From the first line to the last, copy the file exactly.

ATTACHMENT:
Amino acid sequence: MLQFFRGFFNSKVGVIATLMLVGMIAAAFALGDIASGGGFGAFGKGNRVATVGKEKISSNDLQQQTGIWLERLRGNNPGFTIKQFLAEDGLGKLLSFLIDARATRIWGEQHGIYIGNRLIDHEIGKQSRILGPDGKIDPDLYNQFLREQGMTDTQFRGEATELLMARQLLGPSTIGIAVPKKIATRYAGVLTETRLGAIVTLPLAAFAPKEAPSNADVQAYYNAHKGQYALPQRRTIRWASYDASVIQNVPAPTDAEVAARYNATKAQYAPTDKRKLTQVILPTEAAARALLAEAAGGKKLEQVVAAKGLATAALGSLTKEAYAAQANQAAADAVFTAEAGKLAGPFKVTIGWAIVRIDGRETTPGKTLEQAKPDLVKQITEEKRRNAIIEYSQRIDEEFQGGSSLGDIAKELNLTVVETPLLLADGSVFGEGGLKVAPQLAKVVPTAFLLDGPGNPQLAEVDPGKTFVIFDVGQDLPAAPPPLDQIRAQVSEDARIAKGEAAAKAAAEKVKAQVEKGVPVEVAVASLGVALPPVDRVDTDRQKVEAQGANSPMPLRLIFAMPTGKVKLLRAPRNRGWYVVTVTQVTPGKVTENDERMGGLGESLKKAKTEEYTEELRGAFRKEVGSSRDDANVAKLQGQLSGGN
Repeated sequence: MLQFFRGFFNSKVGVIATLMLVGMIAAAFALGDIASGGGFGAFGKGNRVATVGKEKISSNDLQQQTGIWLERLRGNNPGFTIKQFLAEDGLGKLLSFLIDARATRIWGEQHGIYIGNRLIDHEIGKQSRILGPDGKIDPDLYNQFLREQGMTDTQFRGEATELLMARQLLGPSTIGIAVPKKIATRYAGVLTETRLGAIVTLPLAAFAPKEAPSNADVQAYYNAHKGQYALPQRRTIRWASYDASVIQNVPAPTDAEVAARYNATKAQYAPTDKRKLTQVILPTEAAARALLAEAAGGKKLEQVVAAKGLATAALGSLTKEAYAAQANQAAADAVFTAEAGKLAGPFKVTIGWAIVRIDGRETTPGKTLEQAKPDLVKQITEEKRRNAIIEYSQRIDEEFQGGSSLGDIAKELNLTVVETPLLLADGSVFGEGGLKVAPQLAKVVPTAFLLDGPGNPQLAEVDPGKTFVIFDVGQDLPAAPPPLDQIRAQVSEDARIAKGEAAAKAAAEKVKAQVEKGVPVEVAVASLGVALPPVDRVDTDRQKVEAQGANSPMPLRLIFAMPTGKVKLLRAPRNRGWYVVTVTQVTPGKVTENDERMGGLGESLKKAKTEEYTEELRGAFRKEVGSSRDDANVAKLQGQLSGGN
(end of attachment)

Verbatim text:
Amino acid sequence: MLQFFRGFFNSKVGVIATLMLVGMIAAAFALGDIASGGGFGAFGKGNRVATVGKEKISSNDLQQQTGIWLERLRGNNPGFTIKQFLAEDGLGKLLSFLIDARATRIWGEQHGIYIGNRLIDHEIGKQSRILGPDGKIDPDLYNQFLREQGMTDTQFRGEATELLMARQLLGPSTIGIAVPKKIATRYAGVLTETRLGAIVTLPLAAFAPKEAPSNADVQAYYNAHKGQYALPQRRTIRWASYDASVIQNVPAPTDAEVAARYNATKAQYAPTDKRKLTQVILPTEAAARALLAEAAGGKKLEQVVAAKGLATAALGSLTKEAYAAQANQAAADAVFTAEAGKLAGPFKVTIGWAIVRIDGRETTPGKTLEQAKPDLVKQITEEKRRNAIIEYSQRIDEEFQGGSSLGDIAKELNLTVVETPLLLADGSVFGEGGLKVAPQLAKVVPTAFLLDGPGNPQLAEVDPGKTFVIFDVGQDLPAAPPPLDQIRAQVSEDARIAKGEAAAKAAAEKVKAQVEKGVPVEVAVASLGVALPPVDRVDTDRQKVEAQGANSPMPLRLIFAMPTGKVKLLRAPRNRGWYVVTVTQVTPGKVTENDERMGGLGESLKKAKTEEYTEELRGAFRKEVGSSRDDANVAKLQGQLSGGN
Repeated sequence: MLQFFRGFFNSKVGVIATLMLVGMIAAAFALGDIASGGGFGAFGKGNRVATVGKEKISSNDLQQQTGIWLERLRGNNPGFTIKQFLAEDGLGKLLSFLIDARATRIWGEQHGIYIGNRLIDHEIGKQSRILGPDGKIDPDLYNQFLREQGMTDTQFRGEATELLMARQLLGPSTIGIAVPKKIATRYAGVLTETRLGAIVTLPLAAFAPKEAPSNADVQAYYNAHKGQYALPQRRTIRWASYDASVIQNVPAPTDAEVAARYNATKAQYAPTDKRKLTQVILPTEAAARALLAEAAGGKKLEQVVAAKGLATAALGSLTKEAYAAQANQAAADAVFTAEAGKLAGPFKVTIGWAIVRIDGRETTPGKTLEQAKPDLVKQITEEKRRNAIIEYSQRIDEEFQGGSSLGDIAKELNLTVVETPLLLADGSVFGEGGLKVAPQLAKVVPTAFLLDGPGNPQLAEVDPGKTFVIFDVGQDLPAAPPPLDQIRAQVSEDARIAKGEAAAKAAAEKVKAQVEKGVPVEVAVASLGVALPPVDRVDTDRQKVEAQGANSPMPLRLIFAMPTGKVKLLRAPRNRGWYVVTVTQVTPGKVTENDERMGGLGESLKKAKTEEYTEELRGAFRKEVGSSRDDANVAKLQGQLSGGN